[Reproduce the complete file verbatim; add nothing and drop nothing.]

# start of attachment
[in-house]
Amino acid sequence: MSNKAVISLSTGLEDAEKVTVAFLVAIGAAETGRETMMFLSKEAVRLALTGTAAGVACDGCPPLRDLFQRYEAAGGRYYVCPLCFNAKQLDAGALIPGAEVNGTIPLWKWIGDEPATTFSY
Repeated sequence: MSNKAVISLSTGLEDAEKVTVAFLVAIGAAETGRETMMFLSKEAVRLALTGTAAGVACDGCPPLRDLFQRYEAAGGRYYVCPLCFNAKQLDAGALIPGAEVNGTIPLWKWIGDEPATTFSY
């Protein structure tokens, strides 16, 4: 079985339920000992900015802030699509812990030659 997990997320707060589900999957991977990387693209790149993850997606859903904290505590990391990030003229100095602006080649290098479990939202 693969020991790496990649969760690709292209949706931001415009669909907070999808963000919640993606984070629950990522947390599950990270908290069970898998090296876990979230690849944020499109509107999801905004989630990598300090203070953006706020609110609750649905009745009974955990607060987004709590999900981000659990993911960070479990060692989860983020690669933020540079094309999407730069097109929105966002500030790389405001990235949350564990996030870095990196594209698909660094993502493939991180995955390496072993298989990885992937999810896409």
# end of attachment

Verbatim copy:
[in-house]
Amino acid sequence: MSNKAVISLSTGLEDAEKVTVAFLVAIGAAETGRETMMFLSKEAVRLALTGTAAGVACDGCPPLRDLFQRYEAAGGRYYVCPLCFNAKQLDAGALIPGAEVNGTIPLWKWIGDEPATTFSY
Repeated sequence: MSNKAVISLSTGLEDAEKVTVAFLVAIGAAETGRETMMFLSKEAVRLALTGTAAGVACDGCPPLRDLFQRYEAAGGRYYVCPLCFNAKQLDAGALIPGAEVNGTIPLWKWIGDEPATTFSY
């Protein structure tokens, strides 16, 4: 079985339920000992900015802030699509812990030659 997990997320707060589900999957991977990387693209790149993850997606859903904290505590990391990030003229100095602006080649290098479990939202 693969020991790496990649969760690709292209949706931001415009669909907070999808963000919640993606984070629950990522947390599950990270908290069970898998090296876990979230690849944020499109509107999801905004989630990598300090203070953006706020609110609750649905009745009974955990607060987004709590999900981000659990993911960070479990060692989860983020690669933020540079094309999407730069097109929105966002500030790389405001990235949350564990996030870095990196594209698909660094993502493939991180995955390496072993298989990885992937999810896409």